24 May Amaru Bioparque Zoo: A Must See in Cuenca, Ecuador
“Imagine if Swiss Family Robinson built a zoo on the side of a hill.” That’s how our friend described the Amaru Bioparque Zoo in Cuenca, Ecuador. As you might suspect, it is unlike most zoos you’ve probably visited.
While staying in Cuenca earlier this year, we kept hearing about the zoo from expats and visitors we met. Once we had seen it for ourselves, we hopped on the bandwagon and started advising others to put this on the top of their “must do” list for Cuenca.
So what sets this place apart?
Unlike the zoos we are used to, I can’t recall seeing any concrete in this place. Rather than weave your way around exhibits via sidewalks, the experience is more like hiking through the woods. Be ready for hoofing it uphill on rough terrain for 2-4 hours. You will follow dirt paths that wind around and up the hill before descending – there is no shortcut back.
Not only will you experience the animals in a natural setting, but you’ll also be rewarded with fantastic views of Cuenca from above.
Although we’re no experts on animal welfare, the habitats seemed more natural and less like cages. Almost all of the animals were very active when we went, which is not usually the case in other zoos.
Up close and personal
The way the habitats are designed, you can often get closer to the animals than you can in most zoos. This, of course, requires visitors to exercise caution and respect and keep a close eye on children. In some cases, like the bird sanctuary, you can actually walk among the animals without any barrier separating you. This is also true along one part of the path which has tiny little monkeys roaming free. Surprisingly, they tend to keep to themselves, picking things to eat off the bushes!
Apart from the African lions, which are included for both educational and marketing value, I believe all of the other animals come from Ecuador. Emphasis is placed on education and conservation – preserving the environment in Ecuador and protecting the life of each species. This is a non-profit and I got the sense that they take their mission seriously, rather than trying to become a big, fancy attraction.
The physical set up of the park itself presents a unique, non-corporate feel; and you can tell that the place is frequented just as much by Ecuadorians as it is by foreign tourists. In fact, not all of the signs and markings in the zoo have been translated into English yet.
When to go
When we went, it had rained moderately about 36 hours beforehand and there were still a few mud puddles but they could be easily avoided. If you went within 24 hours after a heavy rain, it would undoubtedly be slick and muddy and not too much fun. So try to go on a clear day (and if you do, bring sunscreen)!
At the entrance to the park, they have a sign posted with any special activities for the day. Since we only saw the weekend times, it may be worth calling ahead to make sure you go on a day that has bear and lion feedings scheduled.
On Saturday, the park opens at 10am. I would recommend arriving around 10:30. A caretaker feeds the Andean bear family at 11am and gives a little talk, which is located near the beginning of your journey. We found out that two of the bears were rescued and their daughter was born in Amaru zoo in 2014. They enjoy one of the largest habitats for bears that exists in any zoo. Caretakers throw honey on sticks around their habitat to give the bears’ olfactory systems some practice as well as keep them active “hunting.”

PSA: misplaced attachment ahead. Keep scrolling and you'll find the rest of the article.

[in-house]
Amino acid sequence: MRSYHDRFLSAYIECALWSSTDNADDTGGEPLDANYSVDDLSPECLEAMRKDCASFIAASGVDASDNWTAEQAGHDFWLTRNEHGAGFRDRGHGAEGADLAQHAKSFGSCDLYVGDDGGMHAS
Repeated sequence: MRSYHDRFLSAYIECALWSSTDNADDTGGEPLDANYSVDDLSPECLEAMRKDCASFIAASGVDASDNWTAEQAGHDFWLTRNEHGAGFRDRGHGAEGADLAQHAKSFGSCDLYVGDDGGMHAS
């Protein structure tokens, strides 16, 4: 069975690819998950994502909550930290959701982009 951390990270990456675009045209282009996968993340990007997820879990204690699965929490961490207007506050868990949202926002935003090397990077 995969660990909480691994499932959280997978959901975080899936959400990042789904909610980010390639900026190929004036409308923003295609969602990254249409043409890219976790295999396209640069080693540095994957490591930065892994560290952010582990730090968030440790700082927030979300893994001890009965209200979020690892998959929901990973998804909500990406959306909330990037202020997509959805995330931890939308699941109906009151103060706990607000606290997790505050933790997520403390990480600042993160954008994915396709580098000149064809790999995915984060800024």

At 12pm there is a feeding of the condors, and then at 1pm they feed a pride of lions (this is toward the end of the hike). The lions have a sizable territory that includes a steep hill, which they are amazingly able to traverse. Before feeding, the lions are moved to another area so the zookeepers can hide large chunks of meat (what looked like chicken and goat) throughout the area. The caretakers answer questions about the lions and share some precautions (in Spanish) before releasing the lions back into their territory. Waiting in anticipation, it was pretty impressive to see the big Alpha lion bound across the hill to his catch, followed by another male, several females, and one or two cubs – each seeking out their own catch and chowing down in private. Definitely try to catch the lion feeding!
In the middle of the park, there is a small snackbar, covered tables, souvenir shop, and bathroom. We brought our own snacks and took a break there to eat (it was probably a good thing that we no longer had food on us when we reached the areas with the “free range” little monkeys or the birds).
How to get there
It is possible to reach the zoo by bus, if you find the city bus that goes all the way out to Hospital del Rio. From there, you’ll still have to continue down the highway and then walk a good ways up a steep dirt road to reach the entrance. Being a major budget traveler and one who doesn’t mind walking, I’m still glad we split a taxi (about $5 from the center) and saved our energy for the zoo itself. On our return, we started walking back down the hill and then caught a taxi that had just dropped some other folks off at the zoo.
Entrance prices for Amaru at the time of this writing are:
$3 senior citizens
If you have any questions or would like to share some recommendations of your own, please leave a note in the comments below.
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